Besides the impact on your pretty little self, the impact of all these cosmetics should impress any consumer. Many green beauty companies are exploring different ways to proactively offset their carbon footprints—and yours, if you choose them over conventional beauty products. It seems like a little thing to buy a lead-free lipstick, paraben-free moisturizer or Fair Trade shampoo, but each decision you make adds up to affect your carbon footprint. Buy a sustainable product and not only do you stop chemicals from going onto your body and into the ecosystem, you also support a business that is thinking outside of the box about sustainable sourcing (shrinking), developing (still shrinking), packaging (shrinking even more) and transporting (shrunk!) their products. You take a dollar from a conventional company and give it to a green company, thus tilting the economic balance in favor of sustainably-minded businesses. Your green beauty buy may seem small, but stack it up with the hundreds of purchases you make each year and the thousands made by the friends whom you talk to about what you buy—Get the picture? It’s like that old Faberge commercial: “She’ll tell two friends, and she’ll tell two friends”—it all adds up. And all of our footprints get smaller.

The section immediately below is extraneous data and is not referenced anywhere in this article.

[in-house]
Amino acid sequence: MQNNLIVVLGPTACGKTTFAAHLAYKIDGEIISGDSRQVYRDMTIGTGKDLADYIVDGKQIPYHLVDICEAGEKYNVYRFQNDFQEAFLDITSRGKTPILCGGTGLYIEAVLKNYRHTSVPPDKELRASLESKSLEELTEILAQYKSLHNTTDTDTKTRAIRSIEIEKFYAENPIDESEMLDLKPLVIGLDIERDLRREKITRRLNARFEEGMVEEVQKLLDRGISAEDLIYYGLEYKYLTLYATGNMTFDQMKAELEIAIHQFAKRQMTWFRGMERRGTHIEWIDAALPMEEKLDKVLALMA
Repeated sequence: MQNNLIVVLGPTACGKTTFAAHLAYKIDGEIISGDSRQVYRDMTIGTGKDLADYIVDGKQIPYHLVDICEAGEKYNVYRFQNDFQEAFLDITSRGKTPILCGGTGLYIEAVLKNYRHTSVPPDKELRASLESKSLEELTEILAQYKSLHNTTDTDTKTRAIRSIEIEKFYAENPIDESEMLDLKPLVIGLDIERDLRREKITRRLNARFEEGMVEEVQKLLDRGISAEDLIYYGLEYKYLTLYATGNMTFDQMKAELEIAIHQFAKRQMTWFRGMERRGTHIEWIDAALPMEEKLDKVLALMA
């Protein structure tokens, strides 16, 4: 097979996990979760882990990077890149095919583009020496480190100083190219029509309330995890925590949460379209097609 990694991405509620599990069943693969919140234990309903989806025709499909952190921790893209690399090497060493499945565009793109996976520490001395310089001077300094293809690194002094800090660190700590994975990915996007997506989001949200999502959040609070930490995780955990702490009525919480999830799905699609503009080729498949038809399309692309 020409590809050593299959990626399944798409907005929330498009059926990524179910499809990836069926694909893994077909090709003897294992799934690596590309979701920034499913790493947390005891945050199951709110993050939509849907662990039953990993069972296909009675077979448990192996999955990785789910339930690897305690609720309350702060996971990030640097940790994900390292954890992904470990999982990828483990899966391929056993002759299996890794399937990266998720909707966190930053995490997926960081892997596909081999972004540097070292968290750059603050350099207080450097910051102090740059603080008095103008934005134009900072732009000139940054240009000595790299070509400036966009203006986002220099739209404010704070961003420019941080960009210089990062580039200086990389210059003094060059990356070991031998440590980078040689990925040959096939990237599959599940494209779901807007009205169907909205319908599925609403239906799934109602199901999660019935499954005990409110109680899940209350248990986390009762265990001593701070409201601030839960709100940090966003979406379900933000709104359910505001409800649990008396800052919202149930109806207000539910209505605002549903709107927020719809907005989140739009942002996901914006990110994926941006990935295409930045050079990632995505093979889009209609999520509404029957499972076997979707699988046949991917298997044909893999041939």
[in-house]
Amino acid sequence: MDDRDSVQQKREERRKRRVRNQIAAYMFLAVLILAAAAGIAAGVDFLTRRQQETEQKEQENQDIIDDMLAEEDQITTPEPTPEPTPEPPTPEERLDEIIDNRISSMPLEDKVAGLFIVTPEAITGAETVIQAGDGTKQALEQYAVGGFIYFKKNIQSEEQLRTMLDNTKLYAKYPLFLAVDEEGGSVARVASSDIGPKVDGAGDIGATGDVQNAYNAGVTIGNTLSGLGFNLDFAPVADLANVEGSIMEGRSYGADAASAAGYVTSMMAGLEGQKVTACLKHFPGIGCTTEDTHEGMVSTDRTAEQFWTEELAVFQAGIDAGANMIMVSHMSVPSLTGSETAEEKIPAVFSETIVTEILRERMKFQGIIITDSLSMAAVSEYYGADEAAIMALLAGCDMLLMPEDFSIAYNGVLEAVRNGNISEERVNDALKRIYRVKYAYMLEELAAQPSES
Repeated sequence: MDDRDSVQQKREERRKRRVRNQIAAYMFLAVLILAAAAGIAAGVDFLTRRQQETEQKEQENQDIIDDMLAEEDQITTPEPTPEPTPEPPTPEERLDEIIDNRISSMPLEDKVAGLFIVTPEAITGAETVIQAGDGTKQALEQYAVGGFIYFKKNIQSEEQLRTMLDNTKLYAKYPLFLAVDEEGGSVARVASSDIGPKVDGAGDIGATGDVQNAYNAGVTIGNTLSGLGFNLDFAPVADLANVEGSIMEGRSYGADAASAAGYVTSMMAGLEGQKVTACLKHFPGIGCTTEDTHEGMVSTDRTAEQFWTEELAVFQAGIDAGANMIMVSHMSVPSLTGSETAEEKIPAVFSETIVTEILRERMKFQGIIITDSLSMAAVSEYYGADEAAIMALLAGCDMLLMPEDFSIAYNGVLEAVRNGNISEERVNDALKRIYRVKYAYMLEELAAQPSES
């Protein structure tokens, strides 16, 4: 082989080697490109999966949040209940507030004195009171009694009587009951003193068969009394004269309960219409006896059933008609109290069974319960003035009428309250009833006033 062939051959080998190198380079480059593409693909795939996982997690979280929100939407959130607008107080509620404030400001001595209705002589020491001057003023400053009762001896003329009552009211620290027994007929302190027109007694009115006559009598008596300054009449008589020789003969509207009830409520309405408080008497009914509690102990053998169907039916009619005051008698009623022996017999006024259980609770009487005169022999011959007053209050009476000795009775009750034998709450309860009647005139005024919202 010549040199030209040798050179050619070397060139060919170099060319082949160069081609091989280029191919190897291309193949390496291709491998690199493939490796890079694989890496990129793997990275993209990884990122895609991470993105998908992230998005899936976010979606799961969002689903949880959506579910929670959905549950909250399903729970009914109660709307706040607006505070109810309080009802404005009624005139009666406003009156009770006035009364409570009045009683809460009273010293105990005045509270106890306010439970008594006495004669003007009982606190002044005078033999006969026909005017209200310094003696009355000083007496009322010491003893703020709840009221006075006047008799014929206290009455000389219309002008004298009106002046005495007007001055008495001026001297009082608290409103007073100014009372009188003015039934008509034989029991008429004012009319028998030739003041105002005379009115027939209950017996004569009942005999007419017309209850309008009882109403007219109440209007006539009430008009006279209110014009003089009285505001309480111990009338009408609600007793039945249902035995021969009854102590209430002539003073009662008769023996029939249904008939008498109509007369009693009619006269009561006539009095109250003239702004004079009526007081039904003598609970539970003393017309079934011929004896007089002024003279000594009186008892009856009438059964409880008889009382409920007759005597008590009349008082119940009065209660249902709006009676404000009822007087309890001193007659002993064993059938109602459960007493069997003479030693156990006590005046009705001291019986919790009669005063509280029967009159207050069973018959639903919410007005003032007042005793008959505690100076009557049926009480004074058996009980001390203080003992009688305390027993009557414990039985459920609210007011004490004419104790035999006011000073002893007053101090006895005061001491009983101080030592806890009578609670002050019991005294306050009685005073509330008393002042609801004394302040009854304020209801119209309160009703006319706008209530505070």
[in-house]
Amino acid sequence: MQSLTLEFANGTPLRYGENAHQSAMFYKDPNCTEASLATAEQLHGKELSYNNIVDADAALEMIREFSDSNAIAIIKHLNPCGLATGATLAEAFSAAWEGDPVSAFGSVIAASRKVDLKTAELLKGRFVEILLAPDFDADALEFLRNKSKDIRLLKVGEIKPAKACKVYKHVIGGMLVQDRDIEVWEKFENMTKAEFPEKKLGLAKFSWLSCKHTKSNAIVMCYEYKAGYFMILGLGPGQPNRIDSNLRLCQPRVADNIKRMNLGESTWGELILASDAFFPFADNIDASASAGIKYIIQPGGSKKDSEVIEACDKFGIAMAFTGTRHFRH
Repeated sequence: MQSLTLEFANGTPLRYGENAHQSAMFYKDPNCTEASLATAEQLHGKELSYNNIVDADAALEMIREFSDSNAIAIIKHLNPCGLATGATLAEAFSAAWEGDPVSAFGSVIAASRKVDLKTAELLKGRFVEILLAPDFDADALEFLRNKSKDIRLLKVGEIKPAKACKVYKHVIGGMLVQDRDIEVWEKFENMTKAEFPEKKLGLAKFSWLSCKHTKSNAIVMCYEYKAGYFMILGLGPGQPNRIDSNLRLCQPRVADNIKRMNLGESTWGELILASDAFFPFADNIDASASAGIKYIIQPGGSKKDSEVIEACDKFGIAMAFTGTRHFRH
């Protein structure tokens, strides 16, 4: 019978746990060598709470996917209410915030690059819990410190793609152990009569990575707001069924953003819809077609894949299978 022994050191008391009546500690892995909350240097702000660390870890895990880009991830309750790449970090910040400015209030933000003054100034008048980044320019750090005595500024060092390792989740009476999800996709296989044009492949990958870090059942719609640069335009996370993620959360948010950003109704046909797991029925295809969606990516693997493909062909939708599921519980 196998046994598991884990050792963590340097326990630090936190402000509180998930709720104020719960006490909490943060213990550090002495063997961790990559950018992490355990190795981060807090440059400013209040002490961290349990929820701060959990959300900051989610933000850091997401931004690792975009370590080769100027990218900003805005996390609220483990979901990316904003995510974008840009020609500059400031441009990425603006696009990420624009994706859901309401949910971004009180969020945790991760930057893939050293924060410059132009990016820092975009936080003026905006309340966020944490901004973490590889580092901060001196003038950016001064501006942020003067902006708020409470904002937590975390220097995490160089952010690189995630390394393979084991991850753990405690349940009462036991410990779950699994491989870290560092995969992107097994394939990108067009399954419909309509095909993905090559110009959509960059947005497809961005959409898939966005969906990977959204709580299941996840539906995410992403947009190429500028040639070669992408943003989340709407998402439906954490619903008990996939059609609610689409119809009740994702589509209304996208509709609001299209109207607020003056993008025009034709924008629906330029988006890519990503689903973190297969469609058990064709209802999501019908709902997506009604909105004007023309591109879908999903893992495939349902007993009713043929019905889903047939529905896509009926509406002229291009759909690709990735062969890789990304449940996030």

P.S. About that packaging: Before you toss out your old containers, think about recycling it. The EPA estimates that nearly 75% of our waste output is recyclable and/or compostable, yet we send nearly 70% of our trash to the landfill. Many people who religiously separate their cans and bottles from the rest of their trash stop short at recycling the containers that hold their beauty products—yet so much of it can go in the blue bin! You can recycle toilet paper rolls and empty tissue boxes, shampoo and conditioner bottles: Look for the number in the chasing arrow symbol on the bottom of the container, and find out what types of plastics are recyclable in your area. Razors and toothbrushes are typically not recyclable, but there is are brands made from recycled plastic with built-in recycling programs that practically do it for you. Some companies even give you an incentive to recycle: Stella McCartney shoppers were recently emailed a label to send back Care by Stella McCartney empties—and got a free chance to win a $1,200 handbag in the bargain. Who can say no to that?
P.P. S. Labels can be confusing, so here’s our short list of what to avoid. Where you find these chemicals, more are likely to follow, so use these as your red flags for products to put back on the shelf—and out of your life.
• butylene glycol
• butylated hydroxyl
• dibutyl phthalate (DBP)
• DMDM hydantoin
• ethylene glycol
• paraben (methyl-, propyl-, butyl-, hexyl- and others)
• propylene glycol
• sodium laureth
• sodium lauryl sulfate
• urea imidazolidinyl
Now go on, get pretty!